My Adult ADHD Diagnosis and My Takeaways

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This blog is for informational purposes only and should not be considered professional medical advice.

At the age of 33, I’ve been diagnosed with ADHD (attention-deficit/hyperactivity disorder). What I always thought were just my personality traits (*ahem* strengths) turned out to be symptoms of or coping mechanisms for my ADHD: extremely organized, always on the go, and super-focused, to name a few. But when the stress of motherhood, the chaos of moving houses, and the less specific job duties of a promotion came together, it was too much for my coping mechanisms to handle. I couldn’t focus, I was easily irritable, and many boxes from moving still weren’t unpacked six months later. It was actually when friends, family, and coworkers were surprised by my level of caffeine intake that I wondered if there was an underlying problem… Was I self-medicating with caffeine to stimulate my brain and help me focus on the task(s) at hand?

I took it upon myself to make an appointment with my primary care physician and asked for an assessment. After that appointment, I was referred to an amazing psychiatrist. She went through a series of questions with me that would have identified a number of neurodivergent conditions. Without question, she diagnosed me with ADHD. With my diagnosis, she described that ADHD often looks differently than how someone would typically imagine (e.g., the boy in elementary school who can’t sit still or stop talking and was always sent to sit in the hallway or principal’s office). I felt seen and understood. I want to share the top three things that I’ve learned on my ADHD diagnosis and treatment journey in case it helps anyone recognize this in themselves or their children.

Smart Little Girls Fly Under the Radar

My psychiatrist told me first that young girls, especially those with high IQs, go undiagnosed because they don’t act like the typical stereotype of someone with ADHD. They know how to cope, and they often take a lot of notes to help keep themselves in order. This was a huge “ding, ding, ding!” moment for me because, in school, I always had notebooks FULL of notes. I wrote every single thing down that a teacher or professor said or wrote on the board. And then, when I was studying for a test, I’d go back to those notes and highlight them and then REWRITE the notes in a slightly different format (often an outline) to help myself process the information again. Turns out, this is a sign pointing towards ADHD.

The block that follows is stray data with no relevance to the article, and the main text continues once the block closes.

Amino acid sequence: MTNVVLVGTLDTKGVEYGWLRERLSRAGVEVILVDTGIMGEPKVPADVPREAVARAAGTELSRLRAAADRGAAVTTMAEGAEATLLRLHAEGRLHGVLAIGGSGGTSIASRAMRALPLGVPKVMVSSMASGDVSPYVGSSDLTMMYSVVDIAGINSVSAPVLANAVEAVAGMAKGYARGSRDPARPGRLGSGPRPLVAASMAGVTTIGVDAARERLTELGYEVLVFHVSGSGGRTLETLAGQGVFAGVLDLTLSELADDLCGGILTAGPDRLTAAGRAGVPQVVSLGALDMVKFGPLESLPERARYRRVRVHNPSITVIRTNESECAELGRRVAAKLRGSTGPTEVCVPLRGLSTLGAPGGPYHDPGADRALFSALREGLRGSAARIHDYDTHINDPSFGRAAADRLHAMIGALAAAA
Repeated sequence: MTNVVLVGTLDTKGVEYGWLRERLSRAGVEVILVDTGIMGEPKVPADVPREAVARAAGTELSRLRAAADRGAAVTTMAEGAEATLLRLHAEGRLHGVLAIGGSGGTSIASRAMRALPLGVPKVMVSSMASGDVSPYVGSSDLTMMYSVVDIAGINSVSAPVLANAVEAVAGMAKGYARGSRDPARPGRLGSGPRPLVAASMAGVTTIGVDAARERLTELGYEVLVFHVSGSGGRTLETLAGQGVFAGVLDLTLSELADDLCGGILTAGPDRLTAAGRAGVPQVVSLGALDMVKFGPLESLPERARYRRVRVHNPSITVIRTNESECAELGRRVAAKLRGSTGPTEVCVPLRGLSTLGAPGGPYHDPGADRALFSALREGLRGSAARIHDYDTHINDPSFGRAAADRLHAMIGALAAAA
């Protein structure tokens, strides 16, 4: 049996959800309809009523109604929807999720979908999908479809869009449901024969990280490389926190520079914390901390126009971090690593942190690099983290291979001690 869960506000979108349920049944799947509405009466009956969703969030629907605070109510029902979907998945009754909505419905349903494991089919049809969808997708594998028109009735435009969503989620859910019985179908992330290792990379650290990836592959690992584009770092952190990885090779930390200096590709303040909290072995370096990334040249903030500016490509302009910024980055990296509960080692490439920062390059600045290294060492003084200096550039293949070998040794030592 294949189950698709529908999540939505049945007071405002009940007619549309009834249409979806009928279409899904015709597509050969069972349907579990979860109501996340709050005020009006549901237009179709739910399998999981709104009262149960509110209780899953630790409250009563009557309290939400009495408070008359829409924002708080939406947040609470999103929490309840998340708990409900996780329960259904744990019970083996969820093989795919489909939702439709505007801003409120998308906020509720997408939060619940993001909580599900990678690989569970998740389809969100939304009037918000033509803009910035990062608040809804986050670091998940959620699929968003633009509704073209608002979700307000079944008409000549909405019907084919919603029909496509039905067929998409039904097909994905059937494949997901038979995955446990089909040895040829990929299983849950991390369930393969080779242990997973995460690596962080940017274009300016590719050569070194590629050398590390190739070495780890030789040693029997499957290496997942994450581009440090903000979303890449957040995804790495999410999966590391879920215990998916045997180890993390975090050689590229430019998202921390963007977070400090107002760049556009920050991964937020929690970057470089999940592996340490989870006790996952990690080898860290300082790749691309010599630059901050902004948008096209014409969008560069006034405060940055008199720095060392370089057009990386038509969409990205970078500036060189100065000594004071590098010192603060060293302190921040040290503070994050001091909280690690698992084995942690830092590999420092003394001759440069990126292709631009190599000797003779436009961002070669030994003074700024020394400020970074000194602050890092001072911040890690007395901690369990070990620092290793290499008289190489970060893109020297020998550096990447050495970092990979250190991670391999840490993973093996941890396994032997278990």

High Achieving Women Finally Get Exposed

The second fact I want to share came from an Instagram post by @adhdloyal. She shared that high-achieving women usually go undiagnosed until “very remarkable things happen that expose their ADHD.” Aha! That’s exactly what happened to me. I went my whole life without really noticing (or, at least, being affected by) my ADHD. I had one child and was ok. I had my second child, and I probably started losing my control a little more. But, after moving houses and getting a promotion, it was finally exposed. I couldn’t hold it together anymore, and my previous coping mechanisms would no longer work.

ADHD Can Be Disguised by Perfectionism

Perfectionism (like the note-taking habit I mentioned above) is my main coping mechanism with my ADHD. By setting extremely high standards for myself helps me feel like I’m proving to myself and others that I am capable and can do hard things. I try to keep my life together by being so organized with notes, calendars, reminders, etc. I can keep rejection (mostly) away by always performing well and pleasing others. I now understand that underlying my perfectionism is my ADHD brain, which isn’t quite like a normal brain, which helps me understand and be more gentle with myself.

Now that I’ve been officially diagnosed and am medicated (for me, that has been great and not scary at all.) Check out the science. The ADHD brain needs more stimulation/dopamine in order to actually settle down. With enough stimulation, I’m able to focus just enough to feel more in control of my mind); I’ve got a collection of articles and ADHD Instagram videos to laugh at with my husband or learn a little more about myself and this condition, and I am starting to feel more like myself. I hope that sharing my story and my “aha moments” helps someone else so that they can start to feel better and take back their life.

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